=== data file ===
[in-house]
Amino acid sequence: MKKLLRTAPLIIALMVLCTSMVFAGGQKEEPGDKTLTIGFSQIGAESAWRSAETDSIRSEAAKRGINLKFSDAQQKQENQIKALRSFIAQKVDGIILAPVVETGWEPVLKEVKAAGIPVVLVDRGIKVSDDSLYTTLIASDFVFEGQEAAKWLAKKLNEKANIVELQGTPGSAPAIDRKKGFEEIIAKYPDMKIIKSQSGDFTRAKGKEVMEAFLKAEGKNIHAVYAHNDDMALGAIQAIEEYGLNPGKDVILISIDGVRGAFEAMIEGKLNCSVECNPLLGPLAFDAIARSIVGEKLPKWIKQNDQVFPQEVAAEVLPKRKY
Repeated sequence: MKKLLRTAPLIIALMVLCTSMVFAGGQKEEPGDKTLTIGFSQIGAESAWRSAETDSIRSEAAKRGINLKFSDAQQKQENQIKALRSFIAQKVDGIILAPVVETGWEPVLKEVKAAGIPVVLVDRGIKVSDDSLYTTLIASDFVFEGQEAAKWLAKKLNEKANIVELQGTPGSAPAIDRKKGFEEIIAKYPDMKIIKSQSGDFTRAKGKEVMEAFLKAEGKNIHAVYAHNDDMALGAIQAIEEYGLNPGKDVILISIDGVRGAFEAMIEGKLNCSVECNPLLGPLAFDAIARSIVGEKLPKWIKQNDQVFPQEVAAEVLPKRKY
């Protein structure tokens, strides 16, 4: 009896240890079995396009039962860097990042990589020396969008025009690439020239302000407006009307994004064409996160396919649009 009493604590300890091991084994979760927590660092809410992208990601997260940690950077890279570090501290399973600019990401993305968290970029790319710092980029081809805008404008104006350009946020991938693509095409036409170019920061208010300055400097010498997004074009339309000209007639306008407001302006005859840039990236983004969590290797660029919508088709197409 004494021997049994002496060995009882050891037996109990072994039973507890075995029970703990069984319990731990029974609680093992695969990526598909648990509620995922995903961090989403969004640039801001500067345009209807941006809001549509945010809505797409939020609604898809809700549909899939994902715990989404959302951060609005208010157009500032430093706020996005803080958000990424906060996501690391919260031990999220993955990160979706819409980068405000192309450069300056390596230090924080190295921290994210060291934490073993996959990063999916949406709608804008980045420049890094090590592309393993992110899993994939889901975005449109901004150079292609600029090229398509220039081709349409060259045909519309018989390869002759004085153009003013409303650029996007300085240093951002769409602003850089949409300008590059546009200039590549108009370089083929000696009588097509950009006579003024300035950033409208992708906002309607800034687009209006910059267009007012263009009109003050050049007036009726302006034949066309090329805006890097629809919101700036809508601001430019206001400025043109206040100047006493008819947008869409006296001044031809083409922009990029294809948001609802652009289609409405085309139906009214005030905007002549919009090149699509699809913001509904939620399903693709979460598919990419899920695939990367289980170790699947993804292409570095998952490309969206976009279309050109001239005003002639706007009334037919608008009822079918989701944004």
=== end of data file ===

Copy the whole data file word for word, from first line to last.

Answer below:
[in-house]
Amino acid sequence: MKKLLRTAPLIIALMVLCTSMVFAGGQKEEPGDKTLTIGFSQIGAESAWRSAETDSIRSEAAKRGINLKFSDAQQKQENQIKALRSFIAQKVDGIILAPVVETGWEPVLKEVKAAGIPVVLVDRGIKVSDDSLYTTLIASDFVFEGQEAAKWLAKKLNEKANIVELQGTPGSAPAIDRKKGFEEIIAKYPDMKIIKSQSGDFTRAKGKEVMEAFLKAEGKNIHAVYAHNDDMALGAIQAIEEYGLNPGKDVILISIDGVRGAFEAMIEGKLNCSVECNPLLGPLAFDAIARSIVGEKLPKWIKQNDQVFPQEVAAEVLPKRKY
Repeated sequence: MKKLLRTAPLIIALMVLCTSMVFAGGQKEEPGDKTLTIGFSQIGAESAWRSAETDSIRSEAAKRGINLKFSDAQQKQENQIKALRSFIAQKVDGIILAPVVETGWEPVLKEVKAAGIPVVLVDRGIKVSDDSLYTTLIASDFVFEGQEAAKWLAKKLNEKANIVELQGTPGSAPAIDRKKGFEEIIAKYPDMKIIKSQSGDFTRAKGKEVMEAFLKAEGKNIHAVYAHNDDMALGAIQAIEEYGLNPGKDVILISIDGVRGAFEAMIEGKLNCSVECNPLLGPLAFDAIARSIVGEKLPKWIKQNDQVFPQEVAAEVLPKRKY
């Protein structure tokens, strides 16, 4: 009896240890079995396009039962860097990042990589020396969008025009690439020239302000407006009307994004064409996160396919649009 009493604590300890091991084994979760927590660092809410992208990601997260940690950077890279570090501290399973600019990401993305968290970029790319710092980029081809805008404008104006350009946020991938693509095409036409170019920061208010300055400097010498997004074009339309000209007639306008407001302006005859840039990236983004969590290797660029919508088709197409 004494021997049994002496060995009882050891037996109990072994039973507890075995029970703990069984319990731990029974609680093992695969990526598909648990509620995922995903961090989403969004640039801001500067345009209807941006809001549509945010809505797409939020609604898809809700549909899939994902715990989404959302951060609005208010157009500032430093706020996005803080958000990424906060996501690391919260031990999220993955990160979706819409980068405000192309450069300056390596230090924080190295921290994210060291934490073993996959990063999916949406709608804008980045420049890094090590592309393993992110899993994939889901975005449109901004150079292609600029090229398509220039081709349409060259045909519309018989390869002759004085153009003013409303650029996007300085240093951002769409602003850089949409300008590059546009200039590549108009370089083929000696009588097509950009006579003024300035950033409208992708906002309607800034687009209006910059267009007012263009009109003050050049007036009726302006034949066309090329805006890097629809919101700036809508601001430019206001400025043109206040100047006493008819947008869409006296001044031809083409922009990029294809948001609802652009289609409405085309139906009214005030905007002549919009090149699509699809913001509904939620399903693709979460598919990419899920695939990367289980170790699947993804292409570095998952490309969206976009279309050109001239005003002639706007009334037919608008009822079918989701944004």